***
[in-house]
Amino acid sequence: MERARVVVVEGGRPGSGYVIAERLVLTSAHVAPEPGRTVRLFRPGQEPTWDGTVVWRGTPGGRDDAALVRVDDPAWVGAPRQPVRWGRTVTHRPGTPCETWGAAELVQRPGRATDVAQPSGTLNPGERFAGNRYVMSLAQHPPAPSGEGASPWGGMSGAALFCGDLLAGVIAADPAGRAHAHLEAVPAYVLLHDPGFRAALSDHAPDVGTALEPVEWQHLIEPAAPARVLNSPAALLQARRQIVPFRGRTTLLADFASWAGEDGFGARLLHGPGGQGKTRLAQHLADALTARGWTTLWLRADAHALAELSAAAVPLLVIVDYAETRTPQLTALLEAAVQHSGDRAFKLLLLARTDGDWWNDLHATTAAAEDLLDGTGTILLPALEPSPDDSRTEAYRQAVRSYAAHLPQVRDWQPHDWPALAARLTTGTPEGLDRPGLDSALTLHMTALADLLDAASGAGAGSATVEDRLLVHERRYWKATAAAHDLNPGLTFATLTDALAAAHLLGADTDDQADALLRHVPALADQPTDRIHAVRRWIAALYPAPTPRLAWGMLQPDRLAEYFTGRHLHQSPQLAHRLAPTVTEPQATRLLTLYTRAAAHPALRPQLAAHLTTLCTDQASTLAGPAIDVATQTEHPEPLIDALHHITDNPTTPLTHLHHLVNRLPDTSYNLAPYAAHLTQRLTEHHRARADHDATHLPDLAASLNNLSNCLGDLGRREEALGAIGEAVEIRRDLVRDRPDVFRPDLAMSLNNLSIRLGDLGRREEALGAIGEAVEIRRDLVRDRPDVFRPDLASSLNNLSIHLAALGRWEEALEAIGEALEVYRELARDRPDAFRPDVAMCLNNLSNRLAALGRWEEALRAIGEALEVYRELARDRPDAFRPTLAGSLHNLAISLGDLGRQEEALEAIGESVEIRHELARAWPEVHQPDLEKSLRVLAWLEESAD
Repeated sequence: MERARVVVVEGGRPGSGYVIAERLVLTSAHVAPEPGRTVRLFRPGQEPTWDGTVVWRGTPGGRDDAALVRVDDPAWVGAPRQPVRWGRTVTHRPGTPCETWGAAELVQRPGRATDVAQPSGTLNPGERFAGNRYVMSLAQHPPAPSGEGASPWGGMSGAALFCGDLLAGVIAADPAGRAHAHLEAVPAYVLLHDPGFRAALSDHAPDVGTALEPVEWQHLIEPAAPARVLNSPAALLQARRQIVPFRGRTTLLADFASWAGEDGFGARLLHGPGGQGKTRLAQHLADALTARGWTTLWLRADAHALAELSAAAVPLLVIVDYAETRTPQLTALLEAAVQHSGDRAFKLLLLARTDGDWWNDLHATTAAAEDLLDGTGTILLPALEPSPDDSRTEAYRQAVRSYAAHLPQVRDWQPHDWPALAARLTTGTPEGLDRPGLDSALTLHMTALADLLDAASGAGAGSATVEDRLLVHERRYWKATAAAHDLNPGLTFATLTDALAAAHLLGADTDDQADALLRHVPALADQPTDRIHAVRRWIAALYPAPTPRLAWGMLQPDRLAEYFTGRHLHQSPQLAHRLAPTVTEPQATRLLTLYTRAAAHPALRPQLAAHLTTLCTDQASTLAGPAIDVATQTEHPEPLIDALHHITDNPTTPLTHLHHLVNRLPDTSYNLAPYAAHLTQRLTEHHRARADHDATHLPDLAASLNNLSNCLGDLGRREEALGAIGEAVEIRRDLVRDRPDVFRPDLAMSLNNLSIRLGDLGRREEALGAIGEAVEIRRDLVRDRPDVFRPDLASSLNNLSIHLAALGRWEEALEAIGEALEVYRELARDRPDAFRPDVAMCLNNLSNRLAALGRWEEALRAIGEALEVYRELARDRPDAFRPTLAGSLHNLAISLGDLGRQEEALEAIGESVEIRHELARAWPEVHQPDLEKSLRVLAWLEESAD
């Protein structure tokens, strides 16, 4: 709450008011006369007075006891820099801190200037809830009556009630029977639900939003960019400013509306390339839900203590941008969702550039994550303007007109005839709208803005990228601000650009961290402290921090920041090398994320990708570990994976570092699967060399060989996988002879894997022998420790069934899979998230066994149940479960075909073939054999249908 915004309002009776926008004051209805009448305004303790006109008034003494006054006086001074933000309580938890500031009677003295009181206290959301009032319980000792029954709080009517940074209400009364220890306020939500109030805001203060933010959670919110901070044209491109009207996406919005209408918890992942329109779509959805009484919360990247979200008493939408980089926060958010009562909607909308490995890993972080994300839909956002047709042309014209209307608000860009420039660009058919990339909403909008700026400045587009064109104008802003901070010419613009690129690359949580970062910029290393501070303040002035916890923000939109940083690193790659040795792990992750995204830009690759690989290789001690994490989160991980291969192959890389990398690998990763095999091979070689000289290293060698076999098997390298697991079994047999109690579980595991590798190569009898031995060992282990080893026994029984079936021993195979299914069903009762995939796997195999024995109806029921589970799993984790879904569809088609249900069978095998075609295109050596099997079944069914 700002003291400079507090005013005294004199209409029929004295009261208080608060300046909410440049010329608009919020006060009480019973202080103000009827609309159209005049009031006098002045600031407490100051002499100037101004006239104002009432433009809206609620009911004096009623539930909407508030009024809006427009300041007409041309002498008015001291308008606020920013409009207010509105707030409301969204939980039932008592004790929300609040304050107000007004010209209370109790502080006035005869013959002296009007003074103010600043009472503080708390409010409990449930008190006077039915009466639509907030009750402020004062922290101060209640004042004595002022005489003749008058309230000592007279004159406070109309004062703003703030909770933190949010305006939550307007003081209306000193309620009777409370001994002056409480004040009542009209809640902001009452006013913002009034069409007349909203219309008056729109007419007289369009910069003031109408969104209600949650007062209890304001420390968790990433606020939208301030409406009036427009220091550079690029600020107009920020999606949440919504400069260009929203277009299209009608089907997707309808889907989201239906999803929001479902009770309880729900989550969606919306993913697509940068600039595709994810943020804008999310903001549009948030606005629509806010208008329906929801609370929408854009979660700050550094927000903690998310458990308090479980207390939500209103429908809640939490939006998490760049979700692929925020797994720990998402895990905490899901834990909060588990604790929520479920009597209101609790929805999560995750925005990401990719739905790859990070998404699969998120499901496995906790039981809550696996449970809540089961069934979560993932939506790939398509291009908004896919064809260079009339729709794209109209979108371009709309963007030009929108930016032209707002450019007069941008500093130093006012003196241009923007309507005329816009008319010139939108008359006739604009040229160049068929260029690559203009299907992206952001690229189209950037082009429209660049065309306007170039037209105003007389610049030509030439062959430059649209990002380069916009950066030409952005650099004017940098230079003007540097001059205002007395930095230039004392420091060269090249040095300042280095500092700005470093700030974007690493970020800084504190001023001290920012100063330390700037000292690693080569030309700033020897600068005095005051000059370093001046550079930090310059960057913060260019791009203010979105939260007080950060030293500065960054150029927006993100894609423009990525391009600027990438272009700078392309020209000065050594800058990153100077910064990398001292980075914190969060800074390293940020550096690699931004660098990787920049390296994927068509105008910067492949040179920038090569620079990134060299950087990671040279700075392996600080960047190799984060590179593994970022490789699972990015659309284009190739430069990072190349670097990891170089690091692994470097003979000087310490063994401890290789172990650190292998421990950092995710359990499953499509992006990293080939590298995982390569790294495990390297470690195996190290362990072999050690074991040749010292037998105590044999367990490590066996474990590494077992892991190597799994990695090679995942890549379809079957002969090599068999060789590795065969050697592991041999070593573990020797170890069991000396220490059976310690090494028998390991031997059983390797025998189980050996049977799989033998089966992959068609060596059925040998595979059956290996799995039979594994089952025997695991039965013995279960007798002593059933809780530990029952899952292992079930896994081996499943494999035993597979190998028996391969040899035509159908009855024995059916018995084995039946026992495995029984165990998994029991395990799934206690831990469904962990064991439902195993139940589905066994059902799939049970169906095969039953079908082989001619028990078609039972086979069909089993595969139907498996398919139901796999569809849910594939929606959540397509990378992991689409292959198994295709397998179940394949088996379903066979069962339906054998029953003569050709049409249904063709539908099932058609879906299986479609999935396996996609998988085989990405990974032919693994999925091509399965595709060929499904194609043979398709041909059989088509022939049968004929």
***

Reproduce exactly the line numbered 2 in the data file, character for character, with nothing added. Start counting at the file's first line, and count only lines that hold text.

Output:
Amino acid sequence: MERARVVVVEGGRPGSGYVIAERLVLTSAHVAPEPGRTVRLFRPGQEPTWDGTVVWRGTPGGRDDAALVRVDDPAWVGAPRQPVRWGRTVTHRPGTPCETWGAAELVQRPGRATDVAQPSGTLNPGERFAGNRYVMSLAQHPPAPSGEGASPWGGMSGAALFCGDLLAGVIAADPAGRAHAHLEAVPAYVLLHDPGFRAALSDHAPDVGTALEPVEWQHLIEPAAPARVLNSPAALLQARRQIVPFRGRTTLLADFASWAGEDGFGARLLHGPGGQGKTRLAQHLADALTARGWTTLWLRADAHALAELSAAAVPLLVIVDYAETRTPQLTALLEAAVQHSGDRAFKLLLLARTDGDWWNDLHATTAAAEDLLDGTGTILLPALEPSPDDSRTEAYRQAVRSYAAHLPQVRDWQPHDWPALAARLTTGTPEGLDRPGLDSALTLHMTALADLLDAASGAGAGSATVEDRLLVHERRYWKATAAAHDLNPGLTFATLTDALAAAHLLGADTDDQADALLRHVPALADQPTDRIHAVRRWIAALYPAPTPRLAWGMLQPDRLAEYFTGRHLHQSPQLAHRLAPTVTEPQATRLLTLYTRAAAHPALRPQLAAHLTTLCTDQASTLAGPAIDVATQTEHPEPLIDALHHITDNPTTPLTHLHHLVNRLPDTSYNLAPYAAHLTQRLTEHHRARADHDATHLPDLAASLNNLSNCLGDLGRREEALGAIGEAVEIRRDLVRDRPDVFRPDLAMSLNNLSIRLGDLGRREEALGAIGEAVEIRRDLVRDRPDVFRPDLASSLNNLSIHLAALGRWEEALEAIGEALEVYRELARDRPDAFRPDVAMCLNNLSNRLAALGRWEEALRAIGEALEVYRELARDRPDAFRPTLAGSLHNLAISLGDLGRQEEALEAIGESVEIRHELARAWPEVHQPDLEKSLRVLAWLEESAD